Belle Isle, in the James River in downtown Richmond, Virginia, opened as a public park in 1973. During the American Civil War, it was a prison camp for Union POWs. Disease, starvation, and exposure took a toll, and as many as 1,000 prisoners died on the island. In the twentieth century, the Virginia Electric Power Company operated a hydroelectric power plant on Belle Isle. The ruins of the power plant and the nail factory can still be seen to this day. It was added to the National Register of Historic Places in 1995.
An old Civil War prison camp is enough to fuel ghost stories, but several abandoned structures also contribute to Belle Isle’s mysteries.
It’s not often local folklore and urban exploration collide at a city park, but Belle Isle in Richmond, Virginia has a lot to offer curious visitors. Picturesque bike paths and hiking trails past long abandoned structures fuel visitors’ imaginations, and stories of wandering ghosts in blue have been shared for decades. Is there any truth to these tales?
Traces of human activity on Belle Isle date back hundreds of years, starting with American Indians who found the island in the James River ideal for fishing. Captain John Smith explored it in 1607, and locals called it ‘Broad Rock Island’. Following in his footsteps, the area’s first White settlers carried on the Indians’ activities by building a fishery.
Other industry soon followed with an iron and nail factory in 1814 and a granite quarry. By the 1860s, this industry had attracted a small community, but their idyllic life was interrupted by war. When Virginia seceded in 1861, the Confederate government found Belle Isle an ideal place for a prisoner of war camp. Rushing water on all sides discouraged escape, as did the artillery pieces pointed at the camp.
This black, cast iron dog stands in silent vigil over the grave of Florence Bernardina Rees in Hollywood Cemetery, 412 S. Cherry Street in Richmond, Virginia. Florence (1860-1862) was less than three years old when she died of scarlet fever. Her parents were Thomas B. and Elizabeth S. Rees, who to my knowledge aren’t buried nearby.
According to folklorist L.B. Taylor, Jr., the dog used to stand outside a shop on Broad Street, and Florence would pet it and dote on it as if it were real. When she died, the owner placed it by her graveside. Another legend says the cast iron Newfoundland was placed in the cemetery to avoid being melted down and turned into bullets during the Civil War. Whatever the reason, visitors love leaving tokens of their affection for little Florence.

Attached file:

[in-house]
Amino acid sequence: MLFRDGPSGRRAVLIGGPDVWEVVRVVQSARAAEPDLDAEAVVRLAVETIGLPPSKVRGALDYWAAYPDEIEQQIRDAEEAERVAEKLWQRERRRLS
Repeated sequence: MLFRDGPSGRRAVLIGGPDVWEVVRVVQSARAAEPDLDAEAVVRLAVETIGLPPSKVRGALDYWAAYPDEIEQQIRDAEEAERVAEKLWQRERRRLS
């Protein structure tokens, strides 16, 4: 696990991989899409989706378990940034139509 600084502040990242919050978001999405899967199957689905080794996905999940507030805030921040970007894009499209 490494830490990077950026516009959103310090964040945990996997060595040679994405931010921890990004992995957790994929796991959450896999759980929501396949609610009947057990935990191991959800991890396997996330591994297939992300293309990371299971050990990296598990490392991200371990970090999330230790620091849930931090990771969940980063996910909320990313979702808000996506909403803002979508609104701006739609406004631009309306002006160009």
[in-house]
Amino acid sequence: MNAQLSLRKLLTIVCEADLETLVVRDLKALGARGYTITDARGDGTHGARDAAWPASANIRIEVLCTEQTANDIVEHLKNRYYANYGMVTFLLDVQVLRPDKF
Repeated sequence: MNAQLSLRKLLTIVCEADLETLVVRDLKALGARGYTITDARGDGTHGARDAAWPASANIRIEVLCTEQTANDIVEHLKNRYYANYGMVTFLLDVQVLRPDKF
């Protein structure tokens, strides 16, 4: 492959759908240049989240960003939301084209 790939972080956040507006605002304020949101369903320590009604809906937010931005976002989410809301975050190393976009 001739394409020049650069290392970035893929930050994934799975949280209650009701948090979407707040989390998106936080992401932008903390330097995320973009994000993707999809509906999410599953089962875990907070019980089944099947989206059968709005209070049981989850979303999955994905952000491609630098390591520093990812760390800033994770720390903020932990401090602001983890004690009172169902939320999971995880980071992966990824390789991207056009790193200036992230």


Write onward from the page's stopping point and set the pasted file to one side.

Monument to Maj. Gen. George Edward Pickett in Hollywood Cemetery, 412 S. Cherry Street in Richmond, Virginia. George E. Pickett (1825-1875) was a US Army officer who joined the Confederate Army at the outbreak of the American Civil War. Pickett was wounded at the Battle of Gaines’ Mill in 1862 but is mainly known for leading an ill-fated attack at the Battle of Gettysburg popularly known as Pickett’s Charge.
His career ended ignominiously when he lost the Battle of Five Forks in 1865, just eight days before General Robert E. Lee’s surrender at Appomattox. Pickett was married three times. His third wife, LaSalle Corbell Pickett, was 18 years his junior.
Designed by William H. Pratt and dedicated in 1849, Hollywood Cemetery at 412 S. Cherry Street in Richmond, Virginia, contains a veritable who’s who of Virginia history, including two U.S. presidents, two Supreme Court justices, six governors, and 22 Confederate generals. Its 130 undulating acres are the final resting place for approximately 65,000 people, including up to 18,000 Confederate veterans who fought in the American Civil War. The cemetery was added to the National Register of Historic Places in 1969.
This lovely, open air mausoleum contains the body of President James Monroe. Monroe (1758-1831) served in the Revolutionary War and was fifth president of the United States, from 1817 to 1825. He is best known for presiding over the “Era of Good Feelings,” when political partisanship was low. He supported recolonization of freed black slaves back to Africa, resulting in the country of Liberia, which named its capitol Monrovia after him. He was married to Elizabeth Kortright Monroe and the couple had three children.
Monument to John Tyler in Hollywood Cemetery, 412 S. Cherry Street in Richmond, Virginia. Tyler (1790-1862) was 10th president of the United States, from 1841 to 1845. He was born into a family of Virginia gentry and, as vice president, became president after President William Henry Harrison died after a few months in office. President Tyler’s most notable accomplishment was the annexation of Texas in 1845.
A majestic bronze angel dedicated to William and Dorothea Rueger in Hollywood Cemetery, 412 S. Cherry Street in Richmond, Virginia. William Rueger (1857-1936) was born in Richmond and his wife, Dorothea W. Vocke (1859-1909) was a German immigrant from Vlotho in North Rhine-Westphalia. The couple had one son.
William Rueger owned a hotel and saloon, carrying on the family business from his father and grandfather. He opened the luxurious Hotel Rueger at 901 Bank Street in 1913, which later changed hands and became the Commonwealth Park Suites Hotel. The angel’s scroll reads “They that lie here rest in peace.”